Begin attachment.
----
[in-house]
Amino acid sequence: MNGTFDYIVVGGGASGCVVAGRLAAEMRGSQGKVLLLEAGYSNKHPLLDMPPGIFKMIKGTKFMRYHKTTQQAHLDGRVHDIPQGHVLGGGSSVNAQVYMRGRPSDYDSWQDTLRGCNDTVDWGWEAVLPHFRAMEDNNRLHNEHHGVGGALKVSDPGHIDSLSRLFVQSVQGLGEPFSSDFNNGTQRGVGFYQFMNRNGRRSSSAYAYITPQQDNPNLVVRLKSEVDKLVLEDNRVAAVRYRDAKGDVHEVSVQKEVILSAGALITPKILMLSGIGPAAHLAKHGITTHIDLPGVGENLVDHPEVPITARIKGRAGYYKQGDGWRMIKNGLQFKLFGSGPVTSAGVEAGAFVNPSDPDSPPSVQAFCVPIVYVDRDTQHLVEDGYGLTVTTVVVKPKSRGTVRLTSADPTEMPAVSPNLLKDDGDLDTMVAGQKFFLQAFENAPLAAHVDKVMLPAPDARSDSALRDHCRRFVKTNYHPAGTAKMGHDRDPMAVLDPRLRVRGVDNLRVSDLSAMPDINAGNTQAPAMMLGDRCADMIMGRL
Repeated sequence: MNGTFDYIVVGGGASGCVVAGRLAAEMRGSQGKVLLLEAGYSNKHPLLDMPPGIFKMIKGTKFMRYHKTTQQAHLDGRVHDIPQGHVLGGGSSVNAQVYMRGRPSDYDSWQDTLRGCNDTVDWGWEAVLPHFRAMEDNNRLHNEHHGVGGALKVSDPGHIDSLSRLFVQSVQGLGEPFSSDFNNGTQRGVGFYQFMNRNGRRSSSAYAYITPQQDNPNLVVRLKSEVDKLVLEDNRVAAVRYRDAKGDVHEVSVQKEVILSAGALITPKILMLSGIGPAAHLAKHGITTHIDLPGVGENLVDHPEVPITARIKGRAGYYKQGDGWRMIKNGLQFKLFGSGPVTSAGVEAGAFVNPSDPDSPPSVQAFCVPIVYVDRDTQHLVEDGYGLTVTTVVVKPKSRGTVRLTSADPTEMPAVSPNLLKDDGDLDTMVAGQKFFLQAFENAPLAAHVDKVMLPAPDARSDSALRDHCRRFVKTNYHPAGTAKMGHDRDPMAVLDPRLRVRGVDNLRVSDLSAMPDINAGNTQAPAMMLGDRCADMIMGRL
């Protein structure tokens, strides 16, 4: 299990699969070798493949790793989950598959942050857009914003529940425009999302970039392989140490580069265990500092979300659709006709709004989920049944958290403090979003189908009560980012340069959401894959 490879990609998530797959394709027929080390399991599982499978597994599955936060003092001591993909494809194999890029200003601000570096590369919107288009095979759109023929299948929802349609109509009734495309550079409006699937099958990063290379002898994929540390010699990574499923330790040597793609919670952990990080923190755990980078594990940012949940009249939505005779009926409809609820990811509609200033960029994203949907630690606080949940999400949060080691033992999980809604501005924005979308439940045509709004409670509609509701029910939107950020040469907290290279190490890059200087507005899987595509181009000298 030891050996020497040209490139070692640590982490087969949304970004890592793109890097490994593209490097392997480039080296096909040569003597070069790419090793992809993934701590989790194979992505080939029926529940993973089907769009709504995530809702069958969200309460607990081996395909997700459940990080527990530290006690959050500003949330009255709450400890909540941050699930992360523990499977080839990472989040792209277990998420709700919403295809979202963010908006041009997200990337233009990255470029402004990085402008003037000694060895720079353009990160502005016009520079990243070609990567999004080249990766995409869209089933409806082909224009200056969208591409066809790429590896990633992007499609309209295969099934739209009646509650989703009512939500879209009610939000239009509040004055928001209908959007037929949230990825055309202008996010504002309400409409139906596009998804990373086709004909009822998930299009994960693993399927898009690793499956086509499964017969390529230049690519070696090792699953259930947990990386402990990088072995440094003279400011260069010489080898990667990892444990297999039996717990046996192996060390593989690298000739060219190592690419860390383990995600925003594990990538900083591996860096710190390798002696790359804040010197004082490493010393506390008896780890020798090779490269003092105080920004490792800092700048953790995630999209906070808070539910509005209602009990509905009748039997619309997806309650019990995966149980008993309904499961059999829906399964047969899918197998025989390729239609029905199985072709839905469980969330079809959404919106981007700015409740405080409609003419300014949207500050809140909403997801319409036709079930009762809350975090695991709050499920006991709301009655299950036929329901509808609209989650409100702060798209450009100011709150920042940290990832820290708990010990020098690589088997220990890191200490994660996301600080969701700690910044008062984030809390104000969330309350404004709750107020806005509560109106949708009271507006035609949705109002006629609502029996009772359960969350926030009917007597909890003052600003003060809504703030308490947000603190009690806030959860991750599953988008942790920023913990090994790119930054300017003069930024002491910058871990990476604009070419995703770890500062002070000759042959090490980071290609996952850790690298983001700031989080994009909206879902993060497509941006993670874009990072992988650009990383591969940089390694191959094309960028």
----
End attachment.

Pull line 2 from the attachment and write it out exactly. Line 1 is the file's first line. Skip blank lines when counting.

Amino acid sequence: MNGTFDYIVVGGGASGCVVAGRLAAEMRGSQGKVLLLEAGYSNKHPLLDMPPGIFKMIKGTKFMRYHKTTQQAHLDGRVHDIPQGHVLGGGSSVNAQVYMRGRPSDYDSWQDTLRGCNDTVDWGWEAVLPHFRAMEDNNRLHNEHHGVGGALKVSDPGHIDSLSRLFVQSVQGLGEPFSSDFNNGTQRGVGFYQFMNRNGRRSSSAYAYITPQQDNPNLVVRLKSEVDKLVLEDNRVAAVRYRDAKGDVHEVSVQKEVILSAGALITPKILMLSGIGPAAHLAKHGITTHIDLPGVGENLVDHPEVPITARIKGRAGYYKQGDGWRMIKNGLQFKLFGSGPVTSAGVEAGAFVNPSDPDSPPSVQAFCVPIVYVDRDTQHLVEDGYGLTVTTVVVKPKSRGTVRLTSADPTEMPAVSPNLLKDDGDLDTMVAGQKFFLQAFENAPLAAHVDKVMLPAPDARSDSALRDHCRRFVKTNYHPAGTAKMGHDRDPMAVLDPRLRVRGVDNLRVSDLSAMPDINAGNTQAPAMMLGDRCADMIMGRL